“PICTURE THIS”, Soulpepper’s silent movie shenanigans Reply

Review by Ellen S. Jaffe
Picture This, now at Soulpepper, is like a Hungarian strudel: crafted with expertise and love, sweet but not saccharine, a bit flaky, and containing a filling that is both delicious and nutritious. The play, adapted by Morris Panych and Brenda Robins from Hungarian writer Melchoir Lengyel’s 1937 script, The Battle of Waterloo, is a “love-letter” to motion pictures, theatre, and all the arts.  Clever dialogue, brought to life by Panych’s insightful, well-paced directing, an excellent cast, and a creative set, combine to make this an enjoyable evening in the theatre.   Robins, part of the Soulpepper ensemble since 1999, also acts in the play, in a double role as film director’s assistant and wardrobe mistress.   Photo by  Cylla von Tidemann


the cast in a scene from “PICTURE THIS”

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Relaxing by the “Golden Pond” Reply

Review by Michael Piscitelli

At the end of the summer, you’re probably back from your cottage after a relaxing time of doing a whole lot of nothing while enjoying the lovely weather and trying your best to ignore the awful bugs. After getting back home, what better way to start off the fall and school season, than to go see a show reminiscing about the time you just came home from? Ernest Thomson’s “On Golden Pond” is a slice-of-life show about an elderly couples’ time spent in the twilight years of their lives at their family bungalow.                                                               the folks who live or visit ‘On Golden Pond”
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Hammer Baroque & ‘Eybler Quartet -confusion! Reply

Review by Judith Caldwell

Hammer Baroque got off to their usual early start to the 2017/18 season with a concert on the Saturday of Labour Day weekend. This time it was the Eybler Quartet presenting an afternoon of classical chamber music by Vanhal, Asplmayr, Hayden and Mozart, even though the concert was billed as Beethoven and Vanhal. Bud Roach took the blame for the confusion, and while there may have been some disappointed Beethoven fans, they were not evident as the near-capacity and knowledgeable audience thoroughly enjoyed the quartets which were offered. String Quartet Op. 6 No. 2 (1771) by Johann Vanhal opened the concert.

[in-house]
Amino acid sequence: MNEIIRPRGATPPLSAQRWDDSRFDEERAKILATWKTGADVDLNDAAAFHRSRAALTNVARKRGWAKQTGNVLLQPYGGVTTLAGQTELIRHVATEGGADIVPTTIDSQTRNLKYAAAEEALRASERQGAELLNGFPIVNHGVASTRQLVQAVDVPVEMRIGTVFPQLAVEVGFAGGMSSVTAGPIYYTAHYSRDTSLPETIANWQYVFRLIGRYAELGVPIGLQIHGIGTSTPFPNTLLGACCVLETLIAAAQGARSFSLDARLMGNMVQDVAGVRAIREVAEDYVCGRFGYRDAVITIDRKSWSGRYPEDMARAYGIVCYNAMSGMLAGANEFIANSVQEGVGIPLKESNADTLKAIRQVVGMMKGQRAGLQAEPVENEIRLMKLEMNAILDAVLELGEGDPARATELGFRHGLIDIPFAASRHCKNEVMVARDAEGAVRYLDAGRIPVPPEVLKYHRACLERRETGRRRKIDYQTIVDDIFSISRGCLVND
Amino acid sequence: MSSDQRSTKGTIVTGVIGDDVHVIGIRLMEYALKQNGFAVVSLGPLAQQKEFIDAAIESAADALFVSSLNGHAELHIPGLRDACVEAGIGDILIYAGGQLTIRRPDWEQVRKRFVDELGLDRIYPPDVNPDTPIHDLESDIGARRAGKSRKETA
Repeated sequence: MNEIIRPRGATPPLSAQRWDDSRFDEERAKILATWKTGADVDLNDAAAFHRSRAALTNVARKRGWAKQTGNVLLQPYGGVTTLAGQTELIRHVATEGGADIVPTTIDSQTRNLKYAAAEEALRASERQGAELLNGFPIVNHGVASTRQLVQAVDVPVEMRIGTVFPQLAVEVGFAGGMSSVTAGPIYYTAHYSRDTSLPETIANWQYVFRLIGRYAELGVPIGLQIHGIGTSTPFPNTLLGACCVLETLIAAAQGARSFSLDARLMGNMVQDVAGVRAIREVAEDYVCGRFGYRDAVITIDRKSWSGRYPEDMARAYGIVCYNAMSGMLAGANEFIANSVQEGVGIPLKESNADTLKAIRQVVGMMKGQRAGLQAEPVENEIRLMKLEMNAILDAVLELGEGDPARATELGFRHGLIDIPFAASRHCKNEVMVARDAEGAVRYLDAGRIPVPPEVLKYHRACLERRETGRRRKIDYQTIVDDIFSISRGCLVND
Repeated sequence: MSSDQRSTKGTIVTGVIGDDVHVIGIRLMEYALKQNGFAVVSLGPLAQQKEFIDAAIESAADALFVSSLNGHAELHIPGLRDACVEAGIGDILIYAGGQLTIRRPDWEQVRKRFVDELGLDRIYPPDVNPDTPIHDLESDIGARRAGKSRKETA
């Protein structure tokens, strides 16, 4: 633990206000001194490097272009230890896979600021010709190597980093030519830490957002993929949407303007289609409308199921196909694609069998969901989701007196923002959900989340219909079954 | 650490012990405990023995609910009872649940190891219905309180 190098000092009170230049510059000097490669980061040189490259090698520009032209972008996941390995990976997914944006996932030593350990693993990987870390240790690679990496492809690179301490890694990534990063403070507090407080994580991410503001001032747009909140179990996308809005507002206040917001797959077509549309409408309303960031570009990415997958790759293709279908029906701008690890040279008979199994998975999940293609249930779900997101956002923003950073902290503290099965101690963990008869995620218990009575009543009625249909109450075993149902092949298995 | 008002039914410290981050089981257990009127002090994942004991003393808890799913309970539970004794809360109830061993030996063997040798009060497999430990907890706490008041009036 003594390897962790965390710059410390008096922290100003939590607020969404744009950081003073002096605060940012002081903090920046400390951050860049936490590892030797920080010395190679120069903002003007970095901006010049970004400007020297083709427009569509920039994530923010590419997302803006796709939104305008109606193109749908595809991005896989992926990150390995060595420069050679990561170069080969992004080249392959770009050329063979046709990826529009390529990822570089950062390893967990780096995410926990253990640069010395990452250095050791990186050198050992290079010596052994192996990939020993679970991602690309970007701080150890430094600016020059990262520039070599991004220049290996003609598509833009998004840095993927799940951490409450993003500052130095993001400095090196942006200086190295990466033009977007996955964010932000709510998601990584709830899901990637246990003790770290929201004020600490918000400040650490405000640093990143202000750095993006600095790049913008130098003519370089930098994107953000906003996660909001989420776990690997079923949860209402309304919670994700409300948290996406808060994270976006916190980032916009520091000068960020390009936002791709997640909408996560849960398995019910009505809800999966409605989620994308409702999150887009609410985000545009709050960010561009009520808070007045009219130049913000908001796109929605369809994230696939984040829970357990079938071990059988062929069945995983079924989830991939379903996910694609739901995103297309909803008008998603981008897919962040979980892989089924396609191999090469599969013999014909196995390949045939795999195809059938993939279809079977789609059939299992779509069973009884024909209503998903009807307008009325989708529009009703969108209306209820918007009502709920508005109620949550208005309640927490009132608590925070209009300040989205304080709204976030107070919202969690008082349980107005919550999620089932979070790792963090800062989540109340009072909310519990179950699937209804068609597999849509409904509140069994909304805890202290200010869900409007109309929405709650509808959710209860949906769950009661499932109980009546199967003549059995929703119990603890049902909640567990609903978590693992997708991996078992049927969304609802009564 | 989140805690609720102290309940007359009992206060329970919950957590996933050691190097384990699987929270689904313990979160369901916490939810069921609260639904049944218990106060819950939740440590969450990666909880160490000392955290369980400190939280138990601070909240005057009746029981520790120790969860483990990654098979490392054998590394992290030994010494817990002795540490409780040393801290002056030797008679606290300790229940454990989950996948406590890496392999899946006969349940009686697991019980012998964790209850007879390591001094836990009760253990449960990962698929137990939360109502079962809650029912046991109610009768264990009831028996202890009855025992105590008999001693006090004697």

Nosky; Gay; Jordan & Wedman – post-concert

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“Back to School” Reply

Suggestions by Danny & Terry Gaisin
After reading about the 1st week problems the GHTA had with school bus pickups & deliveries; blame seemed to fall on the drivers and their individual companies…such is NOT the case !
We spent fourteen years driving ‘special needs’ students for two different Bus companies, and both of our employers, especially Attridge’ stressed
that safety was not only “Job #1”, it was also numbers two & three! It is not the company that has the final say on routes; times and pick-up locations – it’s the School Board’s Transportation’s aegis. It is they that must bear blame. More…

“Choral Spectacular”, NAO’s terrific Festival closer Reply

Review by Danny Gaisin

The Brott National Academy Orchestra finished its 30th season with a superlative concert; four featured soloists and seventy-four choir-members selected from dozens of diverse venues – all coming together as one coordinated unit. The magic required to accomplish such a feat was contributed by chorus manager Paul Hawkins and under the mastership of Stephane Potvin. The latter is artistic director of MUSIKAY, a small ensemble whose popularity is growing with each season, but the challenge of creating something tenfold in size boggles the mind. It would be egregious not to mention the challenge facing the podium – choral group AND an orchestra.

Bradley, Segal, MacMaster & Westman performing ‘Ode to Joy with the NAO & Chorus

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Shaken not Stirred – The Music of “Bond” 2

Review by Judith Caldwell
The penultimate concert in the 2017 Brott Music Festival was an evening of music inspired by the James Bond movie franchise. It featured the National Academy Orchestra conducted by the NAO’s artistic director Boris Brott, and Roï Azoulay, this years’ apprentice conductor, plus the Jeans ‘n Classics quartet of John Regan keyboard, Jeff Christmas (drums), bassist Mitch Tyler and Peter Brennan on guitar, whose arrangements of the Bond tunes were spectacularly good. Also on the bill were Rique Franks whose rich contralto perfectly suited the music, and Neil Donnell who has a chameleon voice which he used to mimic Marvin Gaye, Louis Armstrong and Duran Duran among others.

Cartoon by Otto Binder (BIZARRO)

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